The old district attorney was a Democrat and a black woman, Jackie Lacey. As it turned out, identity wasn’t good enough to re-elect her, even as the same people demand that important government officials meet their demographic criteria rather than possess the ability to do the job well. So much for the assumption that being a woman of color is the defining characteristic for a position of power and authority. Lacey was defeated by one of the new breed of progressive prosecutors.
George Gascón, the former top prosecutor in San Francisco, seized the momentum swirling in the streets and honed his promises to reduce incarceration, tackle racial bias and reopen old police shooting cases that the incumbent had declined to prosecute. At his swearing-in ceremony on Monday, Mr. Gascón immediately put his plans in motion, announcing an end to seeking cash bail and other sweeping policy changes.
And the changes he announced were, indeed, sweeping. But it’s not as if he was some outsider to either law enforcement or prosecution. He had been the District Attorney of Frisco beforehand, filling Kamala Harris’ old chair. Before that, he was Frisco’s police chief. Mesa, Arizona’s chief and an assistant chief under Bill Bratten in LA. He started as a beat cop in LA, and got his law degree along the way. He paid his dues.
Mr. Gascón, a Cuban émigré who began his law enforcement career patrolling the streets of Los Angeles as a police officer, was always a viable candidate — he earned enough votes in the March primary to force a runoff with Ms. Lacey, a fellow Democrat. He pushed back on the notion that the activism around Mr. Floyd’s death was decisive in his election, but acknowledged that it “altered the dynamics of this race.”
During his tenure in San Francisco, a city that some would question as a model for others, he was not without his critics.
Herein lies one of the most basic flaws with George Gascon being the chief prosecutor in San Francisco — the gross misconception that being the head of an office of prosecutors is little more than a management position. For those of you who have been in the trenches, who know what it’s like to do battle in the courtroom, who know that our role is to do what’s right, you know that your elected District Attorney is your leader, not a manager. When the head of your office hasn’t spent a day in your shoes (and never cared to understand what a courtroom prosecutor does), as a line prosecutor, you don’t get what you need to succeed and it’s demoralizing.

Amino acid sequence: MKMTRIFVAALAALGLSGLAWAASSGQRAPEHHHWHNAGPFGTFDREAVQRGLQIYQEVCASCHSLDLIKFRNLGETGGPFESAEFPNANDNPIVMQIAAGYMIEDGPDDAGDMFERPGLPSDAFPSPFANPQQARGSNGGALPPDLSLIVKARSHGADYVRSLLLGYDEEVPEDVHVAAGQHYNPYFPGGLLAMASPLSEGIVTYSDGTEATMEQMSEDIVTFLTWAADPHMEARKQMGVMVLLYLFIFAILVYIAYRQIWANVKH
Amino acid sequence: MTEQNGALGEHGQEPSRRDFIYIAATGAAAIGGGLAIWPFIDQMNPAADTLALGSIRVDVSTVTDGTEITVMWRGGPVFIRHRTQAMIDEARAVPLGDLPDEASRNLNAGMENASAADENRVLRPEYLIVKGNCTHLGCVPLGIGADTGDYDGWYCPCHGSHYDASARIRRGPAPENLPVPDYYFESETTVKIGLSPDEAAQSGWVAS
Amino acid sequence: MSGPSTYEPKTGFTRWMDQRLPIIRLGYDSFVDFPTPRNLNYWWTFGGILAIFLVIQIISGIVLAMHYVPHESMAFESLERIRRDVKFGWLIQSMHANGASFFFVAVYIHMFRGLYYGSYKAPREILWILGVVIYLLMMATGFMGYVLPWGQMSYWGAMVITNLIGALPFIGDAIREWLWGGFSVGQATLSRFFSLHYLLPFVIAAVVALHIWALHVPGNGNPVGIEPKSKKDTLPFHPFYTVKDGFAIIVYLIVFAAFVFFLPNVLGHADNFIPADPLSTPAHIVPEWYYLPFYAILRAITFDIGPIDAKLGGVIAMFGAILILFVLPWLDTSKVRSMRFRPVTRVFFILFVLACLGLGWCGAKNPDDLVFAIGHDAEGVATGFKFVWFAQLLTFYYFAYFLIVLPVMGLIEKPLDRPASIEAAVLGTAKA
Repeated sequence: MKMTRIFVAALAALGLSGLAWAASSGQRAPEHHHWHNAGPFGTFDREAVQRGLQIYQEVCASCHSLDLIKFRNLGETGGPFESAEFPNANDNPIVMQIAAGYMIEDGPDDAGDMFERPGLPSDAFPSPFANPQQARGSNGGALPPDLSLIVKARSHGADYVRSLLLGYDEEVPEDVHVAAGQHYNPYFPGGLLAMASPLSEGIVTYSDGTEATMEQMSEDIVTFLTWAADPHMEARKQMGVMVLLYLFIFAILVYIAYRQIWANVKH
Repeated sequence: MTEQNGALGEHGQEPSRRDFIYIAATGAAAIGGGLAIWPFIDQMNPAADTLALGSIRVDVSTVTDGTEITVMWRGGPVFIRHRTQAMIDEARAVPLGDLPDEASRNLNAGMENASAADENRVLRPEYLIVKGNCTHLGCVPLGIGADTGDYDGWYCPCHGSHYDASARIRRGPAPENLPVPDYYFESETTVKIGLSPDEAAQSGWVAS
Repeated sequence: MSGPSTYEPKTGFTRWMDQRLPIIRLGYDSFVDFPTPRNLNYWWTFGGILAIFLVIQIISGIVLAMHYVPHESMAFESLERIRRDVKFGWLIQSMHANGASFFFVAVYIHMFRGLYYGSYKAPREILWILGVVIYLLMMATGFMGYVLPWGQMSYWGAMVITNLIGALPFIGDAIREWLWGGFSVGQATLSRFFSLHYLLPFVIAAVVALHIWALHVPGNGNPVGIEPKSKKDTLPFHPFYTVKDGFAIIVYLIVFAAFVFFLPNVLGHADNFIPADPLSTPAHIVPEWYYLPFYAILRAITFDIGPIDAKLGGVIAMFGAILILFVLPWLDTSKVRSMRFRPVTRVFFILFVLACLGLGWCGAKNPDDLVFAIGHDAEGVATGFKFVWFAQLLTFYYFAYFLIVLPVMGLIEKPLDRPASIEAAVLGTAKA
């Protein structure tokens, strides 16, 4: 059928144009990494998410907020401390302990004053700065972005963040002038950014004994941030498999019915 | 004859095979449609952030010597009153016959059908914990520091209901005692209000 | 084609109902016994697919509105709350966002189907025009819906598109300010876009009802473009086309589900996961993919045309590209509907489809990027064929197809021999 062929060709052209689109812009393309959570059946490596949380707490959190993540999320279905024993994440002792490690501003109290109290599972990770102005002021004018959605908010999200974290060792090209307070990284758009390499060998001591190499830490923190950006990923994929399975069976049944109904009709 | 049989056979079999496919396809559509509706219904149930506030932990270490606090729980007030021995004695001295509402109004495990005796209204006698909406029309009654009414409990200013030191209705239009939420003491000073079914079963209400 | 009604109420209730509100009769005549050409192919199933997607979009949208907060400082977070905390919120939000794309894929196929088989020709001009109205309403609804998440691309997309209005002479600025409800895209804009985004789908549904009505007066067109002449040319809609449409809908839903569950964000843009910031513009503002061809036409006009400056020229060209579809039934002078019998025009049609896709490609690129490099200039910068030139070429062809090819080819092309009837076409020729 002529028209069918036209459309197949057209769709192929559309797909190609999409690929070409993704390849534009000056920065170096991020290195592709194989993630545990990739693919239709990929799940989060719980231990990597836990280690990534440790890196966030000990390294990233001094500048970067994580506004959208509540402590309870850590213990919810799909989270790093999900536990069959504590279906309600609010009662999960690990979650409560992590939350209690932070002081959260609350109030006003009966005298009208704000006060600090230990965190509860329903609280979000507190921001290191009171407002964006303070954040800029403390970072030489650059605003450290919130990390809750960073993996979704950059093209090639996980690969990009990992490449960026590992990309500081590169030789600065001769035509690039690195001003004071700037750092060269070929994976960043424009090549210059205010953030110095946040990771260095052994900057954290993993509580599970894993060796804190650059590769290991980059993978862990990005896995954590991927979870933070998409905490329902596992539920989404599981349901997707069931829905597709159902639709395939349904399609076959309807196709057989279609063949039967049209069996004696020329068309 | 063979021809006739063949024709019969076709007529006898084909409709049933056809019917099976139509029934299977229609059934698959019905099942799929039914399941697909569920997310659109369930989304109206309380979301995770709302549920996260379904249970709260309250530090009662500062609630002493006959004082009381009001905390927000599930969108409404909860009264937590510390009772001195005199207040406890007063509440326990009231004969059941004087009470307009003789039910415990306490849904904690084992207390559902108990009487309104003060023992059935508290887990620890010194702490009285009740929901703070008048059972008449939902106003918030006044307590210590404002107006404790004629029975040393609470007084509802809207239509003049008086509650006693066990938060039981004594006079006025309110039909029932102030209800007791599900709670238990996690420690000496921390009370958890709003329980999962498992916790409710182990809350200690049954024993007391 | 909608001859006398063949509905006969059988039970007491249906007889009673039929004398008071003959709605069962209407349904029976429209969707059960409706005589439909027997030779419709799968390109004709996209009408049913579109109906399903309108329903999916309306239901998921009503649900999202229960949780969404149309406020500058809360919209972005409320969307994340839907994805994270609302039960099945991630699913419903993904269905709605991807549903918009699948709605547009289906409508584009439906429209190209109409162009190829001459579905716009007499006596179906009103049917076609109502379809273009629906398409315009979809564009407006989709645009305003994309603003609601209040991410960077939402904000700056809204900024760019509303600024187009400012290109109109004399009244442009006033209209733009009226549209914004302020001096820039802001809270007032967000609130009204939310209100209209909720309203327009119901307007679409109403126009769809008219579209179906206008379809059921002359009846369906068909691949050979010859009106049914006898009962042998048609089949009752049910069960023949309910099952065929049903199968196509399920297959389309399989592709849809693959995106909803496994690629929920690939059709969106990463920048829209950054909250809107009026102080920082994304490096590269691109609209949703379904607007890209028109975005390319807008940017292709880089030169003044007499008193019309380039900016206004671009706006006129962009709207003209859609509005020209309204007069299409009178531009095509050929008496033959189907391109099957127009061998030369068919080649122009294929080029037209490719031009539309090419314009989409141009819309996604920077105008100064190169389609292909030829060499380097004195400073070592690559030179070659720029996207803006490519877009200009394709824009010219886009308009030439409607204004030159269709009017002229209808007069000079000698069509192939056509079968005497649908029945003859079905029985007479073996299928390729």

The office has been plagued with understaffing on attorney and support levels for many years. Gascon also failed to provide leadership in very basic ways, such as pushing back on the Public Defender’s Office for gamesmanship that occurred in the courtroom. There’s a reason why San Francisco Superior Court tries misdemeanors at a rate 19 times higher than any other county in the state and why there are more homicides older than four years still waiting for trial than any other county in the Bay Area. It’s because of a weak District Attorney’s Office without true courtroom leadership.
If that strikes you as a disconnect between the job line prosecutors do and the policy shifts of a progressive prosecutor, perhaps it’s because it is. Gascón joins a list of people who have been elected prosecutor for the purpose of assuming greater power than prosecutors before them, but to use it for decarceral purposes. Their call is to not prosecute, not seek bail, not seek prison, and to undo the excesses of their predecessors by emptying rather than filling prisons.
Will it work? Will these progressive changes in policy, where crimes as enacted by legislatures are no longer deemed appropriate for prosecution, where the individuals who commit crimes are the victims rather than the people they from whom they steal?
One can’t fault George Gascón’s resume when it comes to being a solid choice for Los Angeles District Attorney. He’s got the experience. He’s walked the streets, even if he’s never been down to a trial or arraignment court. He ought to know how the system works when in balance, when the competing concerns for safety and fairness, for the pain of a crime victim and the needless harshness on a defendant, can both be accommodated.
Having been a street cop, and having climbed to the brass ranks of chief, one would hope that Gascón brings with him a working understanding that his new city wants justice, but justice for all, not just the pop side that benefits from the pendulum swing of the moment. The people of LA tend to be fairly woke when it comes to appreciating the subhuman treatment of black and Hispanic residents, and might be very supportive of his efforts not to push needlessly harsh punishments, to afford defendants their constitutional rights and the opportunity to survive an encounter with police unharmed and unmolested.
But will they be as generous should the streets of LA look like the streets of San Francisco, littered with human feces and needles? Granted, many in Frisco feel it’s not an issue to step over the bodies of their homeless as they walk to their Teslas, but nobody likes being hit over the head and robbed of their Birkin.
“Whether you are a protester, a police officer or a prosecutor, I ask you to walk with me,” he said after being sworn in, adding, “We can break the multigenerational cycles of violence, trauma and arrest and recidivism that has led America to incarcerate more people than any other nation.”
Much as I have significant doubts about whether this is the prosecutor’s job, and whether this can be done without undermining the limited role, the constitutional limits, of a prosecutor, I wish George Gascón the best in his new position, much as I do with the other progressive prosecutors who’ve been elected to office over the past couple years. But I fear that this opportunity for reform is unsustainable. For LA’s sake, I hope I’m wrong.